|hallett's cove, August 2003-January 2004
A few things stand out when I think about this installation. It’s been a year since the piece was installed. It’s life lasted only 6 months. All that is left now are a few bags of green balls that I ended up not using. The rest is somewhere in this world- the possibilities are endless.
It took weeks to build the structures. I had no idea if they would endure the blazing sun, East River pollutants, salty water, and rigorous tides. The materials I used were so seemingly flimsy: hot glue and fishing line. I phoned an adhesive company and asked them for the strongest hot melt adhesive they had. Bostich makes hundreds of different grades of hot glue, made to stand up to all different kinds of temperatures.
Even after the pieces were installed I expected them to float away overnight. Day after day I would return to the site, astonished to see them still peacefully there. Joel who lives in the park gave me his number so if he saw them floating away he could call me. As if that would help- what would I do, jump in after them as they floated towards the sea?
During the installation of the piece, I swam in the East River a few times. I had heard so much about how polluted the water was and I was determined not to let the tiniest drop of it pass my lips. As I waded into the water I pressed my lips together so tightly that my chin started to ache. People on the shore looked at me pitifully as I plunged in after the boat and clipped the structures to their floating quick-release clips. The day before we had installed the 16 footings, heaving the 92 pound cinderblocks over the side of the boat one by one, each in a specific location. When I finally dragged myself out of the water onto the hot fly-covered rocks, I found tiny little wriggling worms all over my body.
The system that Gareth and I designed together worked unbelievably well. Each structure was anchored only on one corner and with a long “leash” so there would never be any pressure on the moorings. When the wind blew, the pieces would all turn the same way and “swim” out to the end of their leash in the direction the wind was blowing. At high tide the structures were farther out, and at low tide they drifted to within 15 feet of the shore.
On occasion I witnessed people throwing rocks at the structures, trying to burst the balls or sink the pieces. To one father with his young son in tow, I asked, “what are you doing?” He looked at me like I was dim-witted. “Trying to pop those things”, he said, smiling assuredly. I told him I was the artist and that it had taken me days to make those pieces, so could he not try to ruin them? He shrugged: whatever. Later when I inspected one piece that had gotten released somehow from it’s mooring, I found huge rocks lodged within the balls.
Cold weather set in and the piece was still going strong. One day I got a call- 2 of the structures had floated ashore. Amazingly, they weren’t breaking free and floating downstream with the current- instead they were floating gently to shore and getting stranded on the rocks. With 3 months left in the show, I had to reinstall the pieces that broke free. There was snow on the ground and the water was freezing cold. There was no boat to borrow. I devised a way to make a floating platform out of a huge chunk of styrofoam that had apparently been discarded from the set of a Woody Allen movie. I used a snow shovel as a paddle and tied a long rope around the Styrofoam chunk. I tied the rope to the shore, and paddled out with the structures in tow.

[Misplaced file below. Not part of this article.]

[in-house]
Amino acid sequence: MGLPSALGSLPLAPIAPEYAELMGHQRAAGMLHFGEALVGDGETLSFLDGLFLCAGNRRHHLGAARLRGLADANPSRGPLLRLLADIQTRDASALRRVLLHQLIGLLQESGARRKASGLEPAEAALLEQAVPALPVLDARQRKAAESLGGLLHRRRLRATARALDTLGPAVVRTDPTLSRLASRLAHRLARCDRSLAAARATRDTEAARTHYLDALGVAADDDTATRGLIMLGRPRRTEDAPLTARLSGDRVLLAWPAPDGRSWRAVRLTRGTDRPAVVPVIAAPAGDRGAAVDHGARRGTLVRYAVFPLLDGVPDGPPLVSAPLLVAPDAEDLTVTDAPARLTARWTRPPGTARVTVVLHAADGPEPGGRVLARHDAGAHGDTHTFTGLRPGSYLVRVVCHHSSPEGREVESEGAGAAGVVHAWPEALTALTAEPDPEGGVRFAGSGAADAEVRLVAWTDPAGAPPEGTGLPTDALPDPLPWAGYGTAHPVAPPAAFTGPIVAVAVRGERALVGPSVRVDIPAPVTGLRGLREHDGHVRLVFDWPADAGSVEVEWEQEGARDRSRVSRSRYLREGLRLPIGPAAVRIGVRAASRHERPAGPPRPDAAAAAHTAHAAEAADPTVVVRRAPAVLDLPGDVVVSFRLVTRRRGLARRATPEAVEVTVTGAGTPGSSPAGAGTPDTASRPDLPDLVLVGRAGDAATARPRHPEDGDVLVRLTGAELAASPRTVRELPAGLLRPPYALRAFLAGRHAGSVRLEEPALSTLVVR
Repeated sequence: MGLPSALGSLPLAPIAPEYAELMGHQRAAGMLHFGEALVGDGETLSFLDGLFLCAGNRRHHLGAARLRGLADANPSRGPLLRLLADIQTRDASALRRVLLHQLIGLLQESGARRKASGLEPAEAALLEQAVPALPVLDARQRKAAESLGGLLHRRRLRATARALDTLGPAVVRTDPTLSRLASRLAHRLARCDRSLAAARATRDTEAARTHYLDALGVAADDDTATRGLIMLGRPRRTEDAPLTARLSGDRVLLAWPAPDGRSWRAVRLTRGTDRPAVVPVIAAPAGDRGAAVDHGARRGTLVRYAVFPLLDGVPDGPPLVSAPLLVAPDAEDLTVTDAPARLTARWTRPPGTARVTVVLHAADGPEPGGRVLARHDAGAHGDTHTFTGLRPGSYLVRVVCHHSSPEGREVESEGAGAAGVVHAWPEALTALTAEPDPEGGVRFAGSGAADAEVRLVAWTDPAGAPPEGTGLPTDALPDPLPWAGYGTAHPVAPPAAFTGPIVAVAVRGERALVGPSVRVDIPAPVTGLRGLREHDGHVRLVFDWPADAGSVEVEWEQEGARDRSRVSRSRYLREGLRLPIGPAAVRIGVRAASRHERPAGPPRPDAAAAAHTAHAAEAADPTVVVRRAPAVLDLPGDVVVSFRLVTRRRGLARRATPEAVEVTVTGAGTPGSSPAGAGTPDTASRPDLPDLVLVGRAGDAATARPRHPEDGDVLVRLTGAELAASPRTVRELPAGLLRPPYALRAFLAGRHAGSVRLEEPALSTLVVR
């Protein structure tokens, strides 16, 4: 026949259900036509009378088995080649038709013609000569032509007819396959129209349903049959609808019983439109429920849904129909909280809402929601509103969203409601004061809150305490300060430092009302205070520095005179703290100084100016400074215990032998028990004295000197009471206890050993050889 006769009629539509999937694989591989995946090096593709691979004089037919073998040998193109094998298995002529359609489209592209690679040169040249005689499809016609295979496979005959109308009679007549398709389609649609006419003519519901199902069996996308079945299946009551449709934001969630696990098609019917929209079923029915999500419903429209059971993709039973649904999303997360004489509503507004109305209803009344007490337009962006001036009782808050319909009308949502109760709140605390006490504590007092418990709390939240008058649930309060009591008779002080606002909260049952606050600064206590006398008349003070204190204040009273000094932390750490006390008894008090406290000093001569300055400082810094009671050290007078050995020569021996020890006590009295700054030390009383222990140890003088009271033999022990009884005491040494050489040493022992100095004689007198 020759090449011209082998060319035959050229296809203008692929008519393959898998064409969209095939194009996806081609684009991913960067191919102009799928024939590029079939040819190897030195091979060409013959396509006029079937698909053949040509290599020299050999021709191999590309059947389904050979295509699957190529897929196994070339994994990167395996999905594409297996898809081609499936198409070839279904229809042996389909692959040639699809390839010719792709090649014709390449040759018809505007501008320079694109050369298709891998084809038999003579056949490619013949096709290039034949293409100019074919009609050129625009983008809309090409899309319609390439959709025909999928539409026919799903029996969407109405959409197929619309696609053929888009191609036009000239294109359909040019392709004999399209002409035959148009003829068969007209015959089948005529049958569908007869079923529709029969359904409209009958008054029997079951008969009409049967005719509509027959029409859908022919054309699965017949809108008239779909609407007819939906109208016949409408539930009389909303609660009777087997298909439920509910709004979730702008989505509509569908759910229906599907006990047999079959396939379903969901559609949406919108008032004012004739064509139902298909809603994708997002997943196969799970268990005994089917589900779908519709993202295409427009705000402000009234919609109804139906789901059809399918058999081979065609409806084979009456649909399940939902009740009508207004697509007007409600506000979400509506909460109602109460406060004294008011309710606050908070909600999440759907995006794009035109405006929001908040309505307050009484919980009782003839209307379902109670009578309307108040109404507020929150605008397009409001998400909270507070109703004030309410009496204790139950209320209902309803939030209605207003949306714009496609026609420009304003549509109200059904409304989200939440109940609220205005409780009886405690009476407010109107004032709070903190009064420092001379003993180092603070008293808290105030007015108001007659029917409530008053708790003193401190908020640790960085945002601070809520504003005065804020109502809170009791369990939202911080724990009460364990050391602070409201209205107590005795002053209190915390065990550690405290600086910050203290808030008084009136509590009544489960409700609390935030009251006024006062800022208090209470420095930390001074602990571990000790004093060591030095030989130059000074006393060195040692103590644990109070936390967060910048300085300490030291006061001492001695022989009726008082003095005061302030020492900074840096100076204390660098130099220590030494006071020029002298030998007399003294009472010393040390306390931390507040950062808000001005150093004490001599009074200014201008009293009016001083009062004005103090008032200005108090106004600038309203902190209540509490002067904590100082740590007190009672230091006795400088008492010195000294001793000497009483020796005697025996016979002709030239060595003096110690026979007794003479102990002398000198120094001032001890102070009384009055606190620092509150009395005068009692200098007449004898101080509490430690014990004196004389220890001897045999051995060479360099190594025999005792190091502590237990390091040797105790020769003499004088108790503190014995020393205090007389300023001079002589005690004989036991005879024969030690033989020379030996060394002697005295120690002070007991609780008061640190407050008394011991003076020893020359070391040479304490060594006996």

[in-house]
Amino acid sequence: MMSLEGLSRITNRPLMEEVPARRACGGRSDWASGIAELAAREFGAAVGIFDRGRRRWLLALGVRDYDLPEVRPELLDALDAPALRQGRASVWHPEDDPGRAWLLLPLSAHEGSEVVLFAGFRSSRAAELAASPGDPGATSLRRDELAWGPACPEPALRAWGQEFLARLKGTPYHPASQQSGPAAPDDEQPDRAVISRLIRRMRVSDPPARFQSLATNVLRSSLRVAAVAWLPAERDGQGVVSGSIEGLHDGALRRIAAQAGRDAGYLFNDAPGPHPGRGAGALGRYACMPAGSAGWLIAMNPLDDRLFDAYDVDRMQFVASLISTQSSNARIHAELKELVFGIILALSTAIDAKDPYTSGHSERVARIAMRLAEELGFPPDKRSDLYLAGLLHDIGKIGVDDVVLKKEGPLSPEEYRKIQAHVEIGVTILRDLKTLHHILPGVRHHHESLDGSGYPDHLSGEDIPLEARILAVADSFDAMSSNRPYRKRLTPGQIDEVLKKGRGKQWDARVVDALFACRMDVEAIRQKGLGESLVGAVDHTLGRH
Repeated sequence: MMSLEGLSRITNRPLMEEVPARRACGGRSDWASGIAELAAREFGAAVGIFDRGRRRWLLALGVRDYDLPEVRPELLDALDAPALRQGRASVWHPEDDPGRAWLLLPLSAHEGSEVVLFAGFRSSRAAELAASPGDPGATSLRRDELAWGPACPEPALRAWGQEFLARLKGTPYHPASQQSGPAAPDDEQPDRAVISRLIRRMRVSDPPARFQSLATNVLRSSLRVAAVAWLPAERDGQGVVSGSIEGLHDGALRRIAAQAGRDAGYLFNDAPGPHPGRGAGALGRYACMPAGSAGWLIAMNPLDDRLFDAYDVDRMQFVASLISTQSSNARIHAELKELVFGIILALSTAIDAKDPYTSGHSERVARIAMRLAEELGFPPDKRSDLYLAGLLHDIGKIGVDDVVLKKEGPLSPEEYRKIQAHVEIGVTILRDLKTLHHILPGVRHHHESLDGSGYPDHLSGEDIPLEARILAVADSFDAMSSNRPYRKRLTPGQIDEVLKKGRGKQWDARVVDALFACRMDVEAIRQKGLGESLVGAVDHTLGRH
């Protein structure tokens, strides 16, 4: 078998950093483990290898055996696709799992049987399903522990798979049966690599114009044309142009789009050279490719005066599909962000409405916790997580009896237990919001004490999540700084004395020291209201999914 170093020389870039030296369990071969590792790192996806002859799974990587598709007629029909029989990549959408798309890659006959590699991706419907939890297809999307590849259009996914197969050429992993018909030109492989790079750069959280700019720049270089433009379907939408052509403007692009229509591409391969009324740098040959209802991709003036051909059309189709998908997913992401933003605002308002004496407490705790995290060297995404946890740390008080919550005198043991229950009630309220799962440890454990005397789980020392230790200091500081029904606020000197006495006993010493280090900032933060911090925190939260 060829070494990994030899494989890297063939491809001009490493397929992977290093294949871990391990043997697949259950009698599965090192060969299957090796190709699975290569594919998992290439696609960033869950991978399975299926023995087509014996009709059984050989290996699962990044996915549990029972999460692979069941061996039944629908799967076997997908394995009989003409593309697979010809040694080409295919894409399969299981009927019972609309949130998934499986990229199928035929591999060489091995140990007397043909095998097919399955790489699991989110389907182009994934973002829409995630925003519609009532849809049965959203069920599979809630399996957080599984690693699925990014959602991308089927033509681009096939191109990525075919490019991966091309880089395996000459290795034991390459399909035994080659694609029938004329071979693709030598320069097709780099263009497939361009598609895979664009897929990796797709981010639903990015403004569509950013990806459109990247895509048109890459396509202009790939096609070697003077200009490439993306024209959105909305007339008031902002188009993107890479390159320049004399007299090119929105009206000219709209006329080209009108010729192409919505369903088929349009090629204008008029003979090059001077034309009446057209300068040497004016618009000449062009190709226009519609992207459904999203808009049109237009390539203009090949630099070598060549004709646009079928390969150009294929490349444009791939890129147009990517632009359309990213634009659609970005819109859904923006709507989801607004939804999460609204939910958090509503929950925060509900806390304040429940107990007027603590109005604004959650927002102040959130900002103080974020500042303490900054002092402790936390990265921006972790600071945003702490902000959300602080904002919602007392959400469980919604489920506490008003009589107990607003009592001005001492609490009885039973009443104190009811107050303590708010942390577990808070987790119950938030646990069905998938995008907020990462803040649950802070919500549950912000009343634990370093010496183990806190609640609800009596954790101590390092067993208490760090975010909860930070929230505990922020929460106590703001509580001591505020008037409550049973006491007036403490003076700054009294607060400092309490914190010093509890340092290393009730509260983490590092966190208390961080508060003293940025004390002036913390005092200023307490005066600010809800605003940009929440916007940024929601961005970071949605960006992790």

By Christmas, a few inches of snow had accumulated on the tops of the balls. In January it was brutally cold. There was one week when it was 20 below zero every day and even colder with wind chill. Icebergs were forming in the river. I went periodically to check on the piece and noticed the pieces seemed smaller, as if they were slowly sinking. A few days later 3 of them had disappeared under the ice; I could see the green color underneath the icebergs. The next time I came all of the structures had completely disappeared; it was like they never existed. In the freezing cold, I imagined dredging them up in the summer when I could get a boat in there.
Almost 2 months after the piece died, I learned some discomforting facts about what had happened to the structures after they had disappeared underneath the ice. Alissa, the shop technician for Socrates, called me one March day. “You’re not going to believe this”, she said. She had spent the weekend in Bay Head New Jersey, about 2 hours south of New York City. She was walking along the beach and saw some green spheres in the distance. When she picked them up she was in disbelief: they were the two shades of green I used, a combination of the two different sized spheres, and had the euro-matic logo on them. In the past 2 months, they had somehow gotten all the way from Long Island City, Queens, to Bay Head, New Jersey. This was an unfortunate yet interesting twist to the story, and I have since taken extra precautions to make sure nothing like this will happen again.